Critical thinking can be organized into an easy-to-interpret 3-step “RED” model. Learn it and you’ll make better decisions… more consistently!
Step 1: Recognize Assumptions
Assumptions are statements that are implied to be true in the absence of proof. Identifying assumptions helps in discovery of information gaps and enriches views of issues. Assumptions can be unstated or directly stated. The ability to recognize assumptions in presentations, strategies, plans, and ideas is a key element in critical thinking. Being aware of assumptions and directly assessing their appropriateness to the situation helps individuals evaluate the merits of a proposal, policy, or practice.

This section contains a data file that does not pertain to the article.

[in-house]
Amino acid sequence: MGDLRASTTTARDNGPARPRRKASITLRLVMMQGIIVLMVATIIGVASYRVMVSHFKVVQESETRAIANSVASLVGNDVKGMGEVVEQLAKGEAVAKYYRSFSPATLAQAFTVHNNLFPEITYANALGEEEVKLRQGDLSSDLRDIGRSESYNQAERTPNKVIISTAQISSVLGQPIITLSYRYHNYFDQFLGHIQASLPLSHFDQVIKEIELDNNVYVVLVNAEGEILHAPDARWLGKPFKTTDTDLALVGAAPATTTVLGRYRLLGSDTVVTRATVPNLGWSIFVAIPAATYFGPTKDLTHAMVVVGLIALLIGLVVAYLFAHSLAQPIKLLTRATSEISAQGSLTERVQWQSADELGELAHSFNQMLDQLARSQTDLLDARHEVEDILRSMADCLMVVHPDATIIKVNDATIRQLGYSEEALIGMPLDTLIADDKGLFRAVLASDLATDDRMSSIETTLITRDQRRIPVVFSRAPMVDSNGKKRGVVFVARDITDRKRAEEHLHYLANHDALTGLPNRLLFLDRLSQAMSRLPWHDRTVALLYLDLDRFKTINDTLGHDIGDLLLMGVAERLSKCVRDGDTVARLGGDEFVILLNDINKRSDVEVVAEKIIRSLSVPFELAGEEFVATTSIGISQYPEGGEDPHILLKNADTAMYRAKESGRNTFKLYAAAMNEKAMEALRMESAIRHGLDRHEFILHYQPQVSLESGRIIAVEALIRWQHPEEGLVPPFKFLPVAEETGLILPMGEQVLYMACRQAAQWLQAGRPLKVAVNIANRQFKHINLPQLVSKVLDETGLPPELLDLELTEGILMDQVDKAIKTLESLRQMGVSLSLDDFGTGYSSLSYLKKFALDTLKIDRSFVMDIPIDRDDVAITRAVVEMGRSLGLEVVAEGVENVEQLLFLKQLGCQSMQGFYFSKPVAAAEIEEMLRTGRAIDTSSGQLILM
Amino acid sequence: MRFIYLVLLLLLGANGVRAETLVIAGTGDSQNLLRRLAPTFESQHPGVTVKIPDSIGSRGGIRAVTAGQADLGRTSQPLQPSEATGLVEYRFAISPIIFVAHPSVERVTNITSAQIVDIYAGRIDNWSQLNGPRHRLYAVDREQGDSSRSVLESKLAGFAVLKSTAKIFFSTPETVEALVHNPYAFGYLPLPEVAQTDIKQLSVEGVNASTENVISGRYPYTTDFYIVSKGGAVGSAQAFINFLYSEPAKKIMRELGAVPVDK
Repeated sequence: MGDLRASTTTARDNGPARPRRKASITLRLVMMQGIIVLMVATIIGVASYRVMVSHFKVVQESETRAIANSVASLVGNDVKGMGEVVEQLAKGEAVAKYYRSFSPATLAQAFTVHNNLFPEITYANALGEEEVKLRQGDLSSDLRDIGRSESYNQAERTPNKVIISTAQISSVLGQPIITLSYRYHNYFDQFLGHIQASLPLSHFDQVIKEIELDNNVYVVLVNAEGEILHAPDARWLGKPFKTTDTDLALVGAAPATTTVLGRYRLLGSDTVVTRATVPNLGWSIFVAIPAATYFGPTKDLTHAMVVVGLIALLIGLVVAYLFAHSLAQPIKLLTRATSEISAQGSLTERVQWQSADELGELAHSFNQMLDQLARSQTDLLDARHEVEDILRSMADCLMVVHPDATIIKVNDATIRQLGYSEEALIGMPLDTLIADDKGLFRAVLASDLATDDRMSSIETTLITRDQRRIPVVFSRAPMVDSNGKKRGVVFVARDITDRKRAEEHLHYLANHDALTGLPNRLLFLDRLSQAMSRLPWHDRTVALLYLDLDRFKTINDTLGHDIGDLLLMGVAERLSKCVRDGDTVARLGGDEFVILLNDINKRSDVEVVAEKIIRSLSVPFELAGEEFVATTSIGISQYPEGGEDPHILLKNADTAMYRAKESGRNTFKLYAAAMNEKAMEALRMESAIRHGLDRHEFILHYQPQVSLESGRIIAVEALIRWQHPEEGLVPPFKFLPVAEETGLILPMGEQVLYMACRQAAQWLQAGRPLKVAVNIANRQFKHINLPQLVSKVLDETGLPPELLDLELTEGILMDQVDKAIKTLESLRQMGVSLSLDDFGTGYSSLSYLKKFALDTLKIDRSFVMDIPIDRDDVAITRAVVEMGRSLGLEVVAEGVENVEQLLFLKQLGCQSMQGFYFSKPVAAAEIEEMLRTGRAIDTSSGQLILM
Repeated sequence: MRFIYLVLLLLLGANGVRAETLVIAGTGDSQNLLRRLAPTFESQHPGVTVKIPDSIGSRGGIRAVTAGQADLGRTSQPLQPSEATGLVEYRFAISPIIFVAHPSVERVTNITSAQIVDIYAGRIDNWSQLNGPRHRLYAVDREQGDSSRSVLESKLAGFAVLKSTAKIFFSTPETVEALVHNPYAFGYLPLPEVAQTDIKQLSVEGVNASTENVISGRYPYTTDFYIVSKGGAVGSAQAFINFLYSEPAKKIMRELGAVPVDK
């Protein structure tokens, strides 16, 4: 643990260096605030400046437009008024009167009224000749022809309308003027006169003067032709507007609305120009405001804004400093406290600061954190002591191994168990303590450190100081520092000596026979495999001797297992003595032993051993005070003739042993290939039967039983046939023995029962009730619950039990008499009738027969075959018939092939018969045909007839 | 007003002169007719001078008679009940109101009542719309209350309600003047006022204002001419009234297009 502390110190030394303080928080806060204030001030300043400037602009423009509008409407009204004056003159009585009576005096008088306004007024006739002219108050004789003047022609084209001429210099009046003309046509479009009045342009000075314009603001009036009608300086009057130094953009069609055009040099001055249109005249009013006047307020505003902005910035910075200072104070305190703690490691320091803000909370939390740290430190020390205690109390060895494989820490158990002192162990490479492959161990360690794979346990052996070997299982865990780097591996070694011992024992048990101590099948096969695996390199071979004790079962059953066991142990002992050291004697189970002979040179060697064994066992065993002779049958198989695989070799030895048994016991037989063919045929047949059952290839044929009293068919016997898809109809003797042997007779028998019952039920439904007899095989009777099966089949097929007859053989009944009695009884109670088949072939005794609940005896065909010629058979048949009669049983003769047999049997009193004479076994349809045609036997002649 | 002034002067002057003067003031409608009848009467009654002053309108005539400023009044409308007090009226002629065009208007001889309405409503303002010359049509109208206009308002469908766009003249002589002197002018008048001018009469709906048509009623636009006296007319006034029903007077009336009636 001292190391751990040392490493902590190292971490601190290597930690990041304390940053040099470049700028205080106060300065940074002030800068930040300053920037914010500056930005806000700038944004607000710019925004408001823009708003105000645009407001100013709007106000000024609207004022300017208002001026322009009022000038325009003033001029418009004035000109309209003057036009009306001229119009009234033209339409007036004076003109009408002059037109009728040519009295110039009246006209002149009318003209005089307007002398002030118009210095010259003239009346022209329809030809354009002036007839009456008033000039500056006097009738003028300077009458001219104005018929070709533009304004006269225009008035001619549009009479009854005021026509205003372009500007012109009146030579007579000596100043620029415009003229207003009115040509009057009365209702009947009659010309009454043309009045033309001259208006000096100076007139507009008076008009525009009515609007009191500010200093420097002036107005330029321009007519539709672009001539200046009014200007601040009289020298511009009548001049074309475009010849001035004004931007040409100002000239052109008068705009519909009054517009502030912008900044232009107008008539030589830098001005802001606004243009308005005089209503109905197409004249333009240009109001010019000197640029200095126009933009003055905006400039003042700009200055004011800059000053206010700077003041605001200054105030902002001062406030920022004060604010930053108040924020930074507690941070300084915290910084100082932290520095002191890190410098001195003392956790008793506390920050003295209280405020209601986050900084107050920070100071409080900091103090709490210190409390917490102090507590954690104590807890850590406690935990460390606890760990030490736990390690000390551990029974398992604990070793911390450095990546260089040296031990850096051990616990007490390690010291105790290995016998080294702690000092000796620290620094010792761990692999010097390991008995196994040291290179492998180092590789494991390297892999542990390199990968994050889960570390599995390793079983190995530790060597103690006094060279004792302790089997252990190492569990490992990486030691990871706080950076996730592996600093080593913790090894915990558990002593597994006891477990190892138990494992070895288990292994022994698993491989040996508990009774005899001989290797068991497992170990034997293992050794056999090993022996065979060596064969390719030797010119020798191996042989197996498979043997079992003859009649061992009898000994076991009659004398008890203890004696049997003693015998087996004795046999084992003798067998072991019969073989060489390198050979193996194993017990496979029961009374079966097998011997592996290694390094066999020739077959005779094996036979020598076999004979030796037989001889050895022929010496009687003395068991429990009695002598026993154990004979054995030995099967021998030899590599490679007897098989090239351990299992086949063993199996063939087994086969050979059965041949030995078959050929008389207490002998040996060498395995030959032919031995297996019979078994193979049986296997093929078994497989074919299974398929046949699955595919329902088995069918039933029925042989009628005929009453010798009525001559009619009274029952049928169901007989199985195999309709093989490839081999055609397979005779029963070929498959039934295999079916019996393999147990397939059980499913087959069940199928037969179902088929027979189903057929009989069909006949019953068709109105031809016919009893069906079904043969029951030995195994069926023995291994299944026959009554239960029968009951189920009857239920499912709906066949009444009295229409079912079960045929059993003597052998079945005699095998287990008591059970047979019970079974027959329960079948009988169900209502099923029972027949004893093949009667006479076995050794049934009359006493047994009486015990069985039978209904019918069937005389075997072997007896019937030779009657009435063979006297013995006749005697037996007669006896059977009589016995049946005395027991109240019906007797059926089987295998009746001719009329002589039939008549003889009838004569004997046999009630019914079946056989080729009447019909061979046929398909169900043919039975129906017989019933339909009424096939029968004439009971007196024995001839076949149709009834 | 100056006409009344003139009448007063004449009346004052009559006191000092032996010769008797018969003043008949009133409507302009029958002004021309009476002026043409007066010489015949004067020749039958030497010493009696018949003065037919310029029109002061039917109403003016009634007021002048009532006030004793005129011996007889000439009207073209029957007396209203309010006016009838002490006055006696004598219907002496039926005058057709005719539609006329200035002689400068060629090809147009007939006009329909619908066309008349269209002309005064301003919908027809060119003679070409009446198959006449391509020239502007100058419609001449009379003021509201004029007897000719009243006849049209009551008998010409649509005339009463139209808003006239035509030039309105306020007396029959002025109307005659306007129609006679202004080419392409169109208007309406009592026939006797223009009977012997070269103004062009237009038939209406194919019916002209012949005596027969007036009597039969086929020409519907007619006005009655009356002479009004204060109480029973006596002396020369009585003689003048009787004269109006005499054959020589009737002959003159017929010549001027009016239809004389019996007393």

Step 2: Evaluate Arguments
Arguments are assertions that are intended to persuade someone to believe or act a certain way. Evaluating arguments is the ability to analyze such assertions objectively and accurately. Analyzing arguments helps in determining whether to believe them or act accordingly. It includes the ability to overcome a confirmation bias – the tendency to look for and agree with information that confirms prior beliefs. Emotion plays a key role in evaluating arguments as well. A high level of emotion can cloud objectivity and the ability to accurately evaluate arguments.
Step 3: Draw Conclusions
Drawing conclusions consists of arriving at conclusions that logically follow from the available evidence. It includes evaluating all relevant information before drawing a conclusion, judging the plausibility of different conclusions, selecting the most appropriate conclusion, and avoiding overgeneralization beyond the evidence.